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I have a project that I'm writing in Python that will be sending hardware (Phidgets) commands. Because I'll be interfacing with more than one hardware component, I need to have more than one loop running concurrently.

I've researched the Python multiprocessing module, but it turns out that the hardware can only be controlled by one process at a time, so all my loops need to run in the same process.

As of right now, I've been able to accomplish my task with a Tk() loop, but without actually using any of the GUI tools. For example:

from Tk import tk

class hardwareCommand:
    def __init__(self):
        # Define Tk object
        self.root = tk()

        # open the hardware, set up self. variables, call the other functions

        # start the Tk loop

    def hardwareLoop(self):
        # Timed processing with the hardware

    def UDPListenLoop(self):
        # Listen for commands from UDP, call appropriate functions
        self.state = updateState(self.state)

    def eventListenLoop(self,event):
        if event == importantEvent:
            self.state = updateState(self.event.state)


So basically, the only reason for defining the Tk() loop is so that I can call the root.after() command within those functions that need to be concurrently looped.

This works, but is there a better / more pythonic way of doing it? I'm also wondering if this method causes unnecessary computational overhead (I'm not a computer science guy).


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loop in daemon thread –  eri Aug 7 '13 at 16:56
Perhaps consider taking a look at gevent –  voithos Aug 7 '13 at 17:00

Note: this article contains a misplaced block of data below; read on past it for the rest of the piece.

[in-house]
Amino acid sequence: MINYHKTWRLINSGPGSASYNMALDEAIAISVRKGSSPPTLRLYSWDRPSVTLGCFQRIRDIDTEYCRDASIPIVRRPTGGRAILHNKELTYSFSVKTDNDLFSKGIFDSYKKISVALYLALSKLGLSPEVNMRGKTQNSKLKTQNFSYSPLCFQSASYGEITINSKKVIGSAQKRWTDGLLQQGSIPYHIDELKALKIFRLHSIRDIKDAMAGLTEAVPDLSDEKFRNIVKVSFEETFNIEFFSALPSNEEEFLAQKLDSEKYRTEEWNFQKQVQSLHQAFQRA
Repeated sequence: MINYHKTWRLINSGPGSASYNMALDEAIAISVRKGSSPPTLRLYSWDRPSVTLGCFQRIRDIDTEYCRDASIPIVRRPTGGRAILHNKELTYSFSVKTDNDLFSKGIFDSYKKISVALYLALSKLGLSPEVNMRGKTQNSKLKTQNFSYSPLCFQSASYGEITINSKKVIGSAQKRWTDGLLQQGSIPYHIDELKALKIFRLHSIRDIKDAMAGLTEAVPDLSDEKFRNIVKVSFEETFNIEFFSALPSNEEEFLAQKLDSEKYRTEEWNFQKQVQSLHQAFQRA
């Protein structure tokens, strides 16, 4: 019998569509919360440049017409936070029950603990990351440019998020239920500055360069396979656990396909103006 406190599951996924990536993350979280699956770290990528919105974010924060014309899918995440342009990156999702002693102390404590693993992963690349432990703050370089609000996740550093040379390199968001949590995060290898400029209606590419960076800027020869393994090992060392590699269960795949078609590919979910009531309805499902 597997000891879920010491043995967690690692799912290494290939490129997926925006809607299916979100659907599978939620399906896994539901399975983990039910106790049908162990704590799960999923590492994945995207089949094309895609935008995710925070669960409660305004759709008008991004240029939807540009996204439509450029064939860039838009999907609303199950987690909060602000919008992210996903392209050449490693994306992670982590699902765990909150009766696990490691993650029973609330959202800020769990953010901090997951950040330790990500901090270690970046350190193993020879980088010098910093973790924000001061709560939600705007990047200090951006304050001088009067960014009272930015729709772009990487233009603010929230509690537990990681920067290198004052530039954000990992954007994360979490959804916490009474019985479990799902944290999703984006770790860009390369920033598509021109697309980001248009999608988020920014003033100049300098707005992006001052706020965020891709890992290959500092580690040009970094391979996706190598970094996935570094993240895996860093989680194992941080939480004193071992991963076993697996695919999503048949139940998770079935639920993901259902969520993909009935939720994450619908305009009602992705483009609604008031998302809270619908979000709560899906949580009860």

Have you looked at python threading (not multiprocess?) Things like locks and threads allow you to manage multiple threads and coordinate their access to particular pieces of hardware, etc. –  TheBigC Aug 7 '13 at 18:24
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1 Answer 1

up vote 1 down vote accepted

The multiprocessing module is geared towards having multiple separate processes. Although you can use Tk's event loop, that is unnecessary if you don't have a Tk based GUI, so if you just want multiple tasks to execute in the same process you can use the Thread module. With it you can create specific classes which encapsulate a separate thread of execution, so you can have many "loops" executing simultaneously in the background. Think of something like this:

from threading import Thread

class hardwareTasks(Thread):

    def hardwareSpecificFunction(self):
        Example hardware specific task
        #do something useful

    def run(self):
        Loop running hardware tasks
        while True:
            #do something

class eventListen(Thread):

    def eventHandlingSpecificFunction(self):
        Example event handling specific task
        #do something useful

    def run(self):
        Loop treating events
        while True:
            #do something

if __name__ == '__main__':

    # Instantiate specific classes
    hw_tasks = hardwareTasks()
    event_tasks = eventListen()

    # This will start each specific loop in the background (the 'run' method)

    while True:
        #do something (main loop)

You should check this article to get more familiar with the threading module. Its documentation is a good read too, so you can explore its full potential.

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Excellent description, thanks! –  user1636547 Aug 28 '13 at 21:50
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